So, the elders started teaching me in the library, and I felt the Spirit very strongly when I was with them. They would teach me the gospel, and I would feel so good. After I would return home, that feeling was gone. I shared my concerns with the missionaries. They gave me the Book of Mormon and said, “You’ve got to read.” My doubts lessened when I read the Book of Mormon. As I read, the book became my best companion. I read, and I cried. For the first time in my life I felt the deeper connection that I had been searching for. It got to the point where I could not depart from the Book of Mormon, and I would sleep with it right next to my pillow. It was a safety blanket for me–it was the law, the safety, the peace, the truth, and the light that I had been looking for. I could feel power in its pages. It was wonderful. My doubts also lessened when the missionaries taught me how to offer personal prayers. My Catholic prayers were very meaningful and sincere but they were all recitation. When I prayed personal prayers, the Spirit felt obvious. Right before I decided to get baptized, I knelt down, and I prayed. I was able to recognize the Spirit. It started in my head and moved down into my toes. It felt like a sweet, kind presence that I was missing before. From that point on I thought, “Of course I’m getting baptized. I know these things are true.” I was baptized shortly thereafter.
Were there particular doctrines of Mormonism that really resonated with you?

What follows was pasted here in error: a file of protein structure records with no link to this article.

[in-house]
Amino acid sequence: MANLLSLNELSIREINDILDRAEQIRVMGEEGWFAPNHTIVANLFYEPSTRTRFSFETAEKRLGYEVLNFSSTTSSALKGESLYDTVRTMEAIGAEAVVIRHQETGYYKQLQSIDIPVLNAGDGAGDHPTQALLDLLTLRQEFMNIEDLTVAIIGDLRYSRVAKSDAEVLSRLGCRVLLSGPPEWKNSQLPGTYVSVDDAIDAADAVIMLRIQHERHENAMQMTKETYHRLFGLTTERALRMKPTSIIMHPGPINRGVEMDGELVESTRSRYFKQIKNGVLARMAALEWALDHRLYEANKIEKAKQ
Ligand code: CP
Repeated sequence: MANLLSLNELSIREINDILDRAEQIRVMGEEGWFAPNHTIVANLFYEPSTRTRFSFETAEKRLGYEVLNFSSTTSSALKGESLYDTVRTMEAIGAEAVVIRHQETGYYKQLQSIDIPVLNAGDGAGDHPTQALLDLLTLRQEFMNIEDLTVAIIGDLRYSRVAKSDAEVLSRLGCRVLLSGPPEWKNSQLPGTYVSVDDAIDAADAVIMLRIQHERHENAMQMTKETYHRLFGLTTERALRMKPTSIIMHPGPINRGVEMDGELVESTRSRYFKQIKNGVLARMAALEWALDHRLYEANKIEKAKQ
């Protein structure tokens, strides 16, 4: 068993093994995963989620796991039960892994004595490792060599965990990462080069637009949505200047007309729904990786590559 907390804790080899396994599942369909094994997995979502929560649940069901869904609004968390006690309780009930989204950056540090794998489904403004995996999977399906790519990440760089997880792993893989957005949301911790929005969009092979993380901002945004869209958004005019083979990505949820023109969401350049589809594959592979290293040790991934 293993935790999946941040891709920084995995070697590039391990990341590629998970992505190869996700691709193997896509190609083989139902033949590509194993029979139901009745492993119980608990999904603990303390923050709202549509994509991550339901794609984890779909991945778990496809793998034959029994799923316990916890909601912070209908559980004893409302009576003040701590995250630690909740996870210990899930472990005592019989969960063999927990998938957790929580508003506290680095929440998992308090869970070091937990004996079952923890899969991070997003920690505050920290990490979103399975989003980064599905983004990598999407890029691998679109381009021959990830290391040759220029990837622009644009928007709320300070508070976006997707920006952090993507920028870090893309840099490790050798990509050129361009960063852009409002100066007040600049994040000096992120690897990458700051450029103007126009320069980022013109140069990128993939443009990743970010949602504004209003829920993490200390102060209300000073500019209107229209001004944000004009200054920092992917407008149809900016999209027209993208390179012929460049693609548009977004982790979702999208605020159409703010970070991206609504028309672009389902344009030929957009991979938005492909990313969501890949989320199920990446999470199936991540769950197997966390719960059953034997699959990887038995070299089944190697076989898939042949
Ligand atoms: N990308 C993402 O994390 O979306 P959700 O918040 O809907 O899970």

One of the things that resonated the most for me was the doctrine of eternal marriage. Up to that point, I had lost faith in marriage. My parents’ marriage went through many ups and downs. They stayed together, but I really questioned their decision to stay together after a point. Growing up, I idealized the relationship between Jean-Paul Sartre–the big existentialist philosopher–and Simone de Beauvoir, who was a great feminist in France. Sartre had his apartment in Paris. De Beauvoir had her apartment in Paris. They never got married. They never wanted children. They were a couple but they had their separate lives, too. That was my ideal: I would have my career. I would have my life. My significant other would have his own apartment and his own life, and we would meet up to eat together. When the missionaries taught me about celestial, eternal marriage, it was like a dream come true. All of the sudden, I realized that this type of marriage was right and true. I developed faith in a kind of marriage that can be wholesome and healthy and beautiful.